It was the year 1776 when American colonists declared independence from Britain and set the stage for war with one of the most powerful empires in world history. Though the group of ragtag colonists initially found themselves at a major disadvantage, given military supplies were low, disease was rampant, and food scarce, seven long years of war proved victorious for the Americans, and a new nation built on freedom, liberty, and limited government was born.
So humble were America’s origins and so insatiable the appetite for freedom and liberty that George Washington refused to allow his soldiers to install him as a King with ultimate authority over the newly founded nation, yielding power back to Congress before being elected as the first President of the United States six years later. After eight years of governance, Washington voluntarily stepped down to ensure the presidency remained limited in its power. As a consequence of his commitment to his principles and America, Washington established a precedent that eventually became law after it was once violated by Franklin D. Roosevelt in the 1940s.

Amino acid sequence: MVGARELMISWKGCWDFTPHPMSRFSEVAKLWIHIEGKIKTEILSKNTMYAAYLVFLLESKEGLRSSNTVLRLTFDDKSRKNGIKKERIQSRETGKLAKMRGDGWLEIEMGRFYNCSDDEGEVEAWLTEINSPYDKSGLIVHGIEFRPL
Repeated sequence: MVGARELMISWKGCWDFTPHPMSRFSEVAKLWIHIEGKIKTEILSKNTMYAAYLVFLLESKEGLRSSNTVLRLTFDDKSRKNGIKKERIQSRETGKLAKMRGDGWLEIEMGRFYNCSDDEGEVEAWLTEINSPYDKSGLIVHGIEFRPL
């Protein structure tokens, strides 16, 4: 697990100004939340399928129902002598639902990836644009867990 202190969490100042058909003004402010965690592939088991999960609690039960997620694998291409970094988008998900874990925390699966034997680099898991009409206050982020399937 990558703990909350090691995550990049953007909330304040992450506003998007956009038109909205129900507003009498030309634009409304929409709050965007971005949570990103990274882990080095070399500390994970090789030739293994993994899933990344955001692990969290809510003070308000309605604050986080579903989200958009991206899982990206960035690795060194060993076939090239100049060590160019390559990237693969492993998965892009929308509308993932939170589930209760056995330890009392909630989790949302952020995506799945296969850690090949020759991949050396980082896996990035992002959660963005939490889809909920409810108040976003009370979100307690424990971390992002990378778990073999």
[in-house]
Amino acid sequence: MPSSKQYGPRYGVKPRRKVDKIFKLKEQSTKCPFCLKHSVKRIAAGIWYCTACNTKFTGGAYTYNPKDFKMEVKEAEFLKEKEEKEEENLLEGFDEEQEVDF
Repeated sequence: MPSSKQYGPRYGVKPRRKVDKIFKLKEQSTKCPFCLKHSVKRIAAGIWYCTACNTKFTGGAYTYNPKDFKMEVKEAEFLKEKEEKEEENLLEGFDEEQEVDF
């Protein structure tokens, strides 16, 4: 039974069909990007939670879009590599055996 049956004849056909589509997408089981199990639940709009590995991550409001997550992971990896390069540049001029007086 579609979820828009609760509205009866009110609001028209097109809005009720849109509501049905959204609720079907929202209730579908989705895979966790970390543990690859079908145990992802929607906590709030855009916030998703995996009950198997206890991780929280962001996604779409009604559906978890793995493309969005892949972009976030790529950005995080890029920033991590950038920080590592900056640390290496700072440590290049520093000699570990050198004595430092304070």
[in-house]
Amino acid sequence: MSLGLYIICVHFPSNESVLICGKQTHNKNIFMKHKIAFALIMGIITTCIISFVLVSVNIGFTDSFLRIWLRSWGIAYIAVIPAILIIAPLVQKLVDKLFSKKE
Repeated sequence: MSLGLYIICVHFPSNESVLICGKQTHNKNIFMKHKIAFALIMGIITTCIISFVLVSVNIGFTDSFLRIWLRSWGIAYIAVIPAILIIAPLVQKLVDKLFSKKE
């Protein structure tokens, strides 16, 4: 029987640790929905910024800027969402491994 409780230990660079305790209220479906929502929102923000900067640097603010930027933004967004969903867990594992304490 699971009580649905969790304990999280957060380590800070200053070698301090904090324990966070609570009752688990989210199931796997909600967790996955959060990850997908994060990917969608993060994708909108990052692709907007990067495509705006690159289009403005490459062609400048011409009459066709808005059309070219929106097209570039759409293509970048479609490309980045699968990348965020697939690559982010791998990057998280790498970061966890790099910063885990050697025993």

“I hope I shall possess firmness and virtue enough to maintain what I consider the most enviable of all titles, the character of an honest man.” – George Washington
Read the full article at The Libertarian Republic.